Thus, the name Serving House Journal is constructed of a couple or three puns: It serves America—nay, it serves the world!—by serving fine poems and prose; it is a house in both the literary sense and the bar-room sense of the word; and it is a journal. And like a Serving House, it serves the purpose of literature prescribed by Baudelaire: Enivrez vous! Translation: Get drunk! Or as Odin put it in The Sayings of the High One, Get drunk on the best kind of drunkenness—where afterwards your head is returned to you in better shape than it was before.

Let’s cut to the chase: Serving House Journal 3 (SHJ-3) is now available, and under the guiding literary consciousness of Founding Editor/Novelist Duff Brenna, Creative Nonfictionist R. A. (Ricki) Rycraft, Poet Extraordinaire Steve Kowit, and the gorgeous technical ministrations of Clare MacQueen, it shows itself—once again—to be, quite simply, an outstanding bar to hang out in and eat poetry, drink ink, get drunk in the best of ways where you escape for a little while—in a flagon of fiction, a pot of poetry, a keg of prose—only to return afterwards with a greater understanding of literature and its relationship to existence, not to mention the good time you will have had!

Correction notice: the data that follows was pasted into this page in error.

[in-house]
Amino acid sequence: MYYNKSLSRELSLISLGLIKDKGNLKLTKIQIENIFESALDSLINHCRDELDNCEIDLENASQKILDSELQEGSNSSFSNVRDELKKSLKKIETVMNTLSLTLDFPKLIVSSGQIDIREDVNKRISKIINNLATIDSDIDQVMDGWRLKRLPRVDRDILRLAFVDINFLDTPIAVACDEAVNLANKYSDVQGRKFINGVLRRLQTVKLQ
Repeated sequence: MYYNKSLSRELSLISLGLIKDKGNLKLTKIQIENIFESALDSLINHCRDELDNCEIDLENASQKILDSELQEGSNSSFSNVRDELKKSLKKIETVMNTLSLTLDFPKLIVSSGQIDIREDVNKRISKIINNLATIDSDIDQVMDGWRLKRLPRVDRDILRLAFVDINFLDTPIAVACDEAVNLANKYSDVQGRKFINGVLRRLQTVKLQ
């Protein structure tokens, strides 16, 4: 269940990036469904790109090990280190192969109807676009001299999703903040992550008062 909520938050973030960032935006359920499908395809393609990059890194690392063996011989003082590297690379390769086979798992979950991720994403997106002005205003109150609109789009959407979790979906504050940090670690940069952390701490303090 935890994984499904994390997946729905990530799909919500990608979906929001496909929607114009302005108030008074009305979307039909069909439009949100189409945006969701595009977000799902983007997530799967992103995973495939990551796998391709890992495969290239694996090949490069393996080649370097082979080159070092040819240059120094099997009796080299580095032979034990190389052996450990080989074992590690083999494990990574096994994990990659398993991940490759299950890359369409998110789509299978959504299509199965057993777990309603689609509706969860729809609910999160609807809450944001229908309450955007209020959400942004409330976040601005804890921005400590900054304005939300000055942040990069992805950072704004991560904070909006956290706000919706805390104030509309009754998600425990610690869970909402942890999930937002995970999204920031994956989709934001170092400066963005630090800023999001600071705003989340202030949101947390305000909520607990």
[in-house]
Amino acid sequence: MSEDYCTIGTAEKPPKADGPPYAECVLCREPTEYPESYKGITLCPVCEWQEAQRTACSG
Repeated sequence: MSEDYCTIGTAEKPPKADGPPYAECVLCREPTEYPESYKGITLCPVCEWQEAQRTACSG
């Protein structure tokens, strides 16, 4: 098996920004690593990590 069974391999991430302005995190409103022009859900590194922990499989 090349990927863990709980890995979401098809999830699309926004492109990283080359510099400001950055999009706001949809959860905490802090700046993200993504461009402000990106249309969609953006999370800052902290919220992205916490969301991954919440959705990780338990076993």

In SHJ-3, we have a taste of This River, a memoir by James Brown—no relation to the musical king other than that they both put some quake in your quaker, some shake in your shaker, some rock in your sock! Read Brown’s excerpt, “Some Kind of Animal”—a harrowing explosive account of road rage—and we dare you to resist running out to buy the book! (You don’t have to run out—you can buy it via the link provided.)